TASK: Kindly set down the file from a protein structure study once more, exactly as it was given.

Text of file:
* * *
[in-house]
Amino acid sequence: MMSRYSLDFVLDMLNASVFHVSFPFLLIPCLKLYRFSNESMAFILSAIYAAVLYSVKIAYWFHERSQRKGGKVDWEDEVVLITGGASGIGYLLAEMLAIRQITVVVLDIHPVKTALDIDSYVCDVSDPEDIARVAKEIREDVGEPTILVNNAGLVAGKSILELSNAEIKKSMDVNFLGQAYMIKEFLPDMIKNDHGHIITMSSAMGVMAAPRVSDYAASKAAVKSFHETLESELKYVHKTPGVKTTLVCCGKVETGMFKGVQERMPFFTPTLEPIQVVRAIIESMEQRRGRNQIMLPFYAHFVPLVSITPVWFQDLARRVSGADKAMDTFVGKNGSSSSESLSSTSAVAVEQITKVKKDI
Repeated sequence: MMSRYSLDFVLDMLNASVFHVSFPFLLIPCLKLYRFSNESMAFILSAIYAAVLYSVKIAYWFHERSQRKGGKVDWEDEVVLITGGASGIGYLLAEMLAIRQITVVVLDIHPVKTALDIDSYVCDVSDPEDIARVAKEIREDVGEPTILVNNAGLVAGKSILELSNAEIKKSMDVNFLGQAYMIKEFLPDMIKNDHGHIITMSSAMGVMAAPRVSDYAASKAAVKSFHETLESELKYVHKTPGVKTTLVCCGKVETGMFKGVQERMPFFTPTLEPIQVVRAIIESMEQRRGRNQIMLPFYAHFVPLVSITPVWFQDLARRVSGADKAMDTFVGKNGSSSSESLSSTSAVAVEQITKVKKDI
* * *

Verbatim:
[in-house]
Amino acid sequence: MMSRYSLDFVLDMLNASVFHVSFPFLLIPCLKLYRFSNESMAFILSAIYAAVLYSVKIAYWFHERSQRKGGKVDWEDEVVLITGGASGIGYLLAEMLAIRQITVVVLDIHPVKTALDIDSYVCDVSDPEDIARVAKEIREDVGEPTILVNNAGLVAGKSILELSNAEIKKSMDVNFLGQAYMIKEFLPDMIKNDHGHIITMSSAMGVMAAPRVSDYAASKAAVKSFHETLESELKYVHKTPGVKTTLVCCGKVETGMFKGVQERMPFFTPTLEPIQVVRAIIESMEQRRGRNQIMLPFYAHFVPLVSITPVWFQDLARRVSGADKAMDTFVGKNGSSSSESLSSTSAVAVEQITKVKKDI
Repeated sequence: MMSRYSLDFVLDMLNASVFHVSFPFLLIPCLKLYRFSNESMAFILSAIYAAVLYSVKIAYWFHERSQRKGGKVDWEDEVVLITGGASGIGYLLAEMLAIRQITVVVLDIHPVKTALDIDSYVCDVSDPEDIARVAKEIREDVGEPTILVNNAGLVAGKSILELSNAEIKKSMDVNFLGQAYMIKEFLPDMIKNDHGHIITMSSAMGVMAAPRVSDYAASKAAVKSFHETLESELKYVHKTPGVKTTLVCCGKVETGMFKGVQERMPFFTPTLEPIQVVRAIIESMEQRRGRNQIMLPFYAHFVPLVSITPVWFQDLARRVSGADKAMDTFVGKNGSSSSESLSSTSAVAVEQITKVKKDI